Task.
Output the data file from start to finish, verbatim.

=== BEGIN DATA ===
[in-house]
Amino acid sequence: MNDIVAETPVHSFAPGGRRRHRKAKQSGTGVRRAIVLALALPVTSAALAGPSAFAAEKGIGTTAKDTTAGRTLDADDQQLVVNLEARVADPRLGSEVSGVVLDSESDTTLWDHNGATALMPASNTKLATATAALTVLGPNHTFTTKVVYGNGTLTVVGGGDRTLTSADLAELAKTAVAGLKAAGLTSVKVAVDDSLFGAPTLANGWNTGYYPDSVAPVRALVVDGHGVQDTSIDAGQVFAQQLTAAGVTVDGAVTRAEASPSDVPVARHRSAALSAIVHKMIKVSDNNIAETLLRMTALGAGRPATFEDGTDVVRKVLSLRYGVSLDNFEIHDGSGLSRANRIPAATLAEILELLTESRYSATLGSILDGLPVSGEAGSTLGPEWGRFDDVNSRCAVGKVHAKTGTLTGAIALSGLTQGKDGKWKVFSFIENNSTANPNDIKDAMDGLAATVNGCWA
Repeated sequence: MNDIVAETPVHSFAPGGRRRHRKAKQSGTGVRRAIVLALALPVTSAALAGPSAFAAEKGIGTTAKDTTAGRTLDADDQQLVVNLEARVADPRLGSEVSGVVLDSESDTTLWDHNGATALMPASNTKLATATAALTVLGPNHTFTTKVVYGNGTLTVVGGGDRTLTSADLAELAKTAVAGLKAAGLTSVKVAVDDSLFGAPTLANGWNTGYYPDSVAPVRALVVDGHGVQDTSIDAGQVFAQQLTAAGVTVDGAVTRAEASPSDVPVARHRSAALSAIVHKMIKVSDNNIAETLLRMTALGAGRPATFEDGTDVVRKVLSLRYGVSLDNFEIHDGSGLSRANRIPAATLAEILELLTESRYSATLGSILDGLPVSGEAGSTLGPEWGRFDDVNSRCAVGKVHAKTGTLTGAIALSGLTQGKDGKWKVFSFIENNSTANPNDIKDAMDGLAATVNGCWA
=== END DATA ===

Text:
[in-house]
Amino acid sequence: MNDIVAETPVHSFAPGGRRRHRKAKQSGTGVRRAIVLALALPVTSAALAGPSAFAAEKGIGTTAKDTTAGRTLDADDQQLVVNLEARVADPRLGSEVSGVVLDSESDTTLWDHNGATALMPASNTKLATATAALTVLGPNHTFTTKVVYGNGTLTVVGGGDRTLTSADLAELAKTAVAGLKAAGLTSVKVAVDDSLFGAPTLANGWNTGYYPDSVAPVRALVVDGHGVQDTSIDAGQVFAQQLTAAGVTVDGAVTRAEASPSDVPVARHRSAALSAIVHKMIKVSDNNIAETLLRMTALGAGRPATFEDGTDVVRKVLSLRYGVSLDNFEIHDGSGLSRANRIPAATLAEILELLTESRYSATLGSILDGLPVSGEAGSTLGPEWGRFDDVNSRCAVGKVHAKTGTLTGAIALSGLTQGKDGKWKVFSFIENNSTANPNDIKDAMDGLAATVNGCWA
Repeated sequence: MNDIVAETPVHSFAPGGRRRHRKAKQSGTGVRRAIVLALALPVTSAALAGPSAFAAEKGIGTTAKDTTAGRTLDADDQQLVVNLEARVADPRLGSEVSGVVLDSESDTTLWDHNGATALMPASNTKLATATAALTVLGPNHTFTTKVVYGNGTLTVVGGGDRTLTSADLAELAKTAVAGLKAAGLTSVKVAVDDSLFGAPTLANGWNTGYYPDSVAPVRALVVDGHGVQDTSIDAGQVFAQQLTAAGVTVDGAVTRAEASPSDVPVARHRSAALSAIVHKMIKVSDNNIAETLLRMTALGAGRPATFEDGTDVVRKVLSLRYGVSLDNFEIHDGSGLSRANRIPAATLAEILELLTESRYSATLGSILDGLPVSGEAGSTLGPEWGRFDDVNSRCAVGKVHAKTGTLTGAIALSGLTQGKDGKWKVFSFIENNSTANPNDIKDAMDGLAATVNGCWA